And why shouldn't I question that loathsome post? Kotsko is saying it would be better if our leaders did the dirty work for us in a way that lets us pretend our hands are clean. Kahn, by contrast, is facing some difficult truths. No con (at least on that level - there's more to what he says, of course, some that I find highly criticizeable).

That reminds me to point out the best comment on the thread, from ShaLaugh, responding to me (#33):

My thought is, if your “connection with morality” depends on having someone in authority lie straight to your face, those aren’t “morals” that you’re enshrining. It seems to me that trusting the lie to be a mirror for “morality” is in fact enshrining the master-servant power dynamic.

Now to be fair, CK you were maddeningly uncommittal, however it's not like committing to one side or another, would really have satisfied him

Touchy, that fellow Kotsko, is, so you repeal the AUMF and the Patriot Act, then what, you haven't solved the problem, which was stated by a character in the MI-5 series, Mohammeed Khordad, 'America out of the Middle East, a corrupt free Saudi Arabia, and justice for Palestine; regardless those are not achievable goals, that is what drives them.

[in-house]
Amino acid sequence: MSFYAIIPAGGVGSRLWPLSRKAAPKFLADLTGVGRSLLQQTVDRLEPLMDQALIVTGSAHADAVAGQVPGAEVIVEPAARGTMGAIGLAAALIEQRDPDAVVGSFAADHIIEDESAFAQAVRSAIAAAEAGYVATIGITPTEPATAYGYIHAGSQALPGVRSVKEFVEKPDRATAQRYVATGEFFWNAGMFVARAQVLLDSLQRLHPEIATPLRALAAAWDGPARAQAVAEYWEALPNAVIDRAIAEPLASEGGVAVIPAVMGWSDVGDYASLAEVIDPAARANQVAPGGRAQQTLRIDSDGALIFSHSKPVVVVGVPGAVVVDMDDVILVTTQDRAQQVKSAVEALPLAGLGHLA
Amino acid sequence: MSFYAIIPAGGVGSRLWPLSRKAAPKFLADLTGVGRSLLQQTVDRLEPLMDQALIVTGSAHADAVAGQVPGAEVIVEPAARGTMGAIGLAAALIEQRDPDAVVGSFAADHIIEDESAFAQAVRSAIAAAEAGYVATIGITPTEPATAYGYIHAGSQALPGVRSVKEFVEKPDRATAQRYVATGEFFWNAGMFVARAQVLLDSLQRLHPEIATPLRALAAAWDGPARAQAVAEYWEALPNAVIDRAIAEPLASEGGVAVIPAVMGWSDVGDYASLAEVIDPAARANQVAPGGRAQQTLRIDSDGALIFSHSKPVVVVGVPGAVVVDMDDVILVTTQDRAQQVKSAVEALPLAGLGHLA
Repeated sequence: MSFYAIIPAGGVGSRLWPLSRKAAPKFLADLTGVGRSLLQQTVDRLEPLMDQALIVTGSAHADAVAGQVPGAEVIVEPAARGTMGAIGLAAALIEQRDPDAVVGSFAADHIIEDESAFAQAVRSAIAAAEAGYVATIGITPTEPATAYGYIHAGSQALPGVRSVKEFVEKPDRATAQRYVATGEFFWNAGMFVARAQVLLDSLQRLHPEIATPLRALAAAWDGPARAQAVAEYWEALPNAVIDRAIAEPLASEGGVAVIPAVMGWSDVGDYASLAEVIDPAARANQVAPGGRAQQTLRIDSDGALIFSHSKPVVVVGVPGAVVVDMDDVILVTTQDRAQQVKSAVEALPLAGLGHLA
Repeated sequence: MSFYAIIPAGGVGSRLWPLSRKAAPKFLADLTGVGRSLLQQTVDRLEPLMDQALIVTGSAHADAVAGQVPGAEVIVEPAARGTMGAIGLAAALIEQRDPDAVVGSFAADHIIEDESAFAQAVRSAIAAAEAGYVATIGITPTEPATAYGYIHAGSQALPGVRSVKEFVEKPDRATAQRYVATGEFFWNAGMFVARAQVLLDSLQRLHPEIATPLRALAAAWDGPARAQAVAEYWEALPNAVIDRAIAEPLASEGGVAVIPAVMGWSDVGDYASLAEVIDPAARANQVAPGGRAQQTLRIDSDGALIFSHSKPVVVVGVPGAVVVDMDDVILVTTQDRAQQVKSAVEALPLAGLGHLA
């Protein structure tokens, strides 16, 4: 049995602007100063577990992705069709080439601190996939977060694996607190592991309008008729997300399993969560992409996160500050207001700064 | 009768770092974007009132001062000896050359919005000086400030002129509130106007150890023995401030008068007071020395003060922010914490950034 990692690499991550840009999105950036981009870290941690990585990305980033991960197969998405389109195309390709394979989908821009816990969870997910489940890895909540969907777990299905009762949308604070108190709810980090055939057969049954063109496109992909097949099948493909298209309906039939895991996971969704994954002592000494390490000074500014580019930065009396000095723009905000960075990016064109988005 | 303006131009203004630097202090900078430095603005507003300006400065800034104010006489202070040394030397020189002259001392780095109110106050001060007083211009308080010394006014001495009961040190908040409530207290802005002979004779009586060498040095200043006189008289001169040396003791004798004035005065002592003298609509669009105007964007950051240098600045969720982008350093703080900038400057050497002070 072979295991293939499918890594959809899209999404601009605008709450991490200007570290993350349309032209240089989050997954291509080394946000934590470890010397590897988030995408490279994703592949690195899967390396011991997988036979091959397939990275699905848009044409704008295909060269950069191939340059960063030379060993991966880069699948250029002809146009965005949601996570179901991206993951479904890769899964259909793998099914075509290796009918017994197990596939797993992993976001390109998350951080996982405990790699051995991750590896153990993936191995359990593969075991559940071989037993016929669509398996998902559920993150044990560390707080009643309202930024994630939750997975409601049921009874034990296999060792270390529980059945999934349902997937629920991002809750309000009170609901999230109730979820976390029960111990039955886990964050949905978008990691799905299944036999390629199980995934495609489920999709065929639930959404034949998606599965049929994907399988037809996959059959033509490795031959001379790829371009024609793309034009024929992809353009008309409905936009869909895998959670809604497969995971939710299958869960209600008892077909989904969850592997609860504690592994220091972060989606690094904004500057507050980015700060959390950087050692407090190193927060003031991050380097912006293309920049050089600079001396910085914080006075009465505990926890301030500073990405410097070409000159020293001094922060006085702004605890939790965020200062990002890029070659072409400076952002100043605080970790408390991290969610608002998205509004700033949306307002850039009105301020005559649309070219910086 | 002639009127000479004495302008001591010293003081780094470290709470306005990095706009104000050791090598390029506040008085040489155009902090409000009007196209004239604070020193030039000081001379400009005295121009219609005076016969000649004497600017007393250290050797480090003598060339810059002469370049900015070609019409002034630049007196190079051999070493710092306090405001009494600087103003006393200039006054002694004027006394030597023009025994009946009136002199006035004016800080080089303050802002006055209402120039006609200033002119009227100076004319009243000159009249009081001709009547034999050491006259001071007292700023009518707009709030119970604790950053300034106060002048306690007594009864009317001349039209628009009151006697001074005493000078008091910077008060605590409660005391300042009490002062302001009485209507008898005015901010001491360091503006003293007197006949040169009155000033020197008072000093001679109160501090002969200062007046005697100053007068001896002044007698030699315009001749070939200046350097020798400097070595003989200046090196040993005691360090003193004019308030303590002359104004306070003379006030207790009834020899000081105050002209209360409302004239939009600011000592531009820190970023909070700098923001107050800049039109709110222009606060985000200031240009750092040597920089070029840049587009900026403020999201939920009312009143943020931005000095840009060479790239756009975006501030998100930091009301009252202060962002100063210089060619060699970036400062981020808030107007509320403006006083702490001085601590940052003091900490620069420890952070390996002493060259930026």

First of all, no matter which way we choose to swing or find ourselves swinging, or are swung, we should enjoy the way you write. You critique like Benny Goodman. Nevertheless, sometimes we also find ourselves wishing you had a clarinet rather than a computer. Sometimes. It would be a great loss if you only had a clarinet, but sometimes it would be better for everyone, especially you, if someone like me were to have the influence to hand you a clarinet and say play this instead. As always, the swinging only happens on level that inspires no solution. Your clarinet solo came and went here without adding anything to Kotsko's playing. It was just a Kahn. Like a good Kahn man, whatever he writes is bad so it bounces off the percussion section and sticks to him. You don't want to have gum all over you. Rise up! No matter what Kotsko plays it's better than what gets played on the level of violence. You're never going to unreptilian the reptilian brain. Cortisol is cortisol. It's not a chord. Cortisol is what TV watching inspires on a chemical level and it inspires reptilian brain thinking. Watch TV news and cortisol levels increase whether you are for or against drone attacks. So you first have to get "your mind right." Be cool, Luke. Get your mind right and you will see feel how to play. No drone is ever going to groove on the clarinet. Can't happen.